In case the last 59 years had not taught me this already, I learned it again this morning: the moment you think you have someone pegged, they will surprise you.
Today’s lesson came as I overheard a conversation in Starbucks between two gentlemen who could only be described as bros. One looked to be in his early 20s and was wearing a sweatshirt from his high school. The other was probably in his mid-thirties but looked older. To give you the flavor of the conversation, here are some things that were said.
Older bro: I don’t ever want to get married.
Younger bro: I know; getting married scares me to death. The only way I’d ever marry someone is if I loved her so much that I wouldn’t care if she took everything [in a divorce].
Older bro: Women are much better than we are, dude. Men do everything half-assed. Women work hard.
Posted in Life
Only eight posts ago, I lamented that the more important our decisions are, the less thought we seem to put into them. We only invest enough thought to find what makes us feel good, I said, and I wished we would apply more rational thought to our big choices.
Maybe I was asking too much.
Philosopher L.A. Paul says that when it comes to truly life-changing decisions — ones that transform the way you think or your mode of being — there’s no way we can be entirely rational, because on the other side of those decisions we will be so profoundly changed that our present selves can have no idea what our future selves will think.
Section 377 of India’s Constitution was in the news this week. It states, “Whoever voluntarily has carnal intercourse against the order of nature with any man, woman or animal shall be punished with imprisonment for life, or with imprisonment of either description for [a] term which may extend to ten years, and shall also be liable to fine.” Although Section 377 does not spell out what is “against the order of nature,” conservatives have interpreted it to bar homosexual activity, among other things.
So it was big news this week when India’s Supreme Court ruled that “In a democratic Constitution founded on the rule of law, rights (of minorities) are as sacred as those conferred on other citizens to protect their freedoms and liberties. Sexual orientation is an essential attribute of privacy.”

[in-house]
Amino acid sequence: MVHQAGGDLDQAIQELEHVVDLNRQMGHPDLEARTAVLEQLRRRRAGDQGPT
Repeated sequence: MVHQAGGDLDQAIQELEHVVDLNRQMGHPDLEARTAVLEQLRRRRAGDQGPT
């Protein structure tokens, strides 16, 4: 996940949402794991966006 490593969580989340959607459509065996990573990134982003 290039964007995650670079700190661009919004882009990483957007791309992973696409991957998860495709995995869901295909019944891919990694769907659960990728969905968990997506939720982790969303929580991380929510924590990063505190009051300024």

In the movie Batman Begins, Bruce Wayne (a.k.a. Batman) is acting the part of an outrageous playboy in order to maintain his cover. At the tail end of one escapade, who should appear but Rachel Dawes, a friend from years ago whose admiration he craves. He tries to explain that what she has just witnessed does not represent the real Bruce Wayne.
Rachel devastatingly replies, “Deep down you may still be that same great kid you used to be. But it’s not who you are underneath; it’s what you do that defines you.”
Is that true?
A child with cystic fibrosis (CF) can look forward to a lifetime of nearly suffocating in his own mucus, probably infertility in the case of a male child, and finally death in middle age.
The disease is genetic. If you were pregnant and knew your baby was destined to struggle with CF, what would you do?
- Have an abortion?
- Carry the baby to term as-is?
- Repair the defective genes so he would not develop CF?
For me, the choice would be easy. I would repair the genes.
This week, news broke that scientists have managed to edit the DNA of human embryos using CRISPR-Cas9 technology, in a way that could absolutely cure CF and other diseases. (Here’s a 90-second explanation of CRISPR, and here’s one in more depth that runs 7:20.)
Not only could the technique prevent disease in an affected embryo, but the gene would forever be eliminated from the line of descent (the embryo’s children). Pretty great, right?
Yes, but the scary part is that this technique could conceivably be employed to edit any gene. You want taller children? Smarter children? Stronger children? You will be able to have them — for a price.
A friend recently encouraged me to recall the times I perceived the hand of God on my life.
This week, Canada’s Governor General caused a stir because he touched the Queen of England during her visit to his country. He was only trying to ensure that the 91-year-old monarch did not take a tumble while descending a set of carpeted stairs, but still…there are certain things that are not done!
The episode brought to mind the ending of the 1956 film, The King and I, which is about how to show deep respect.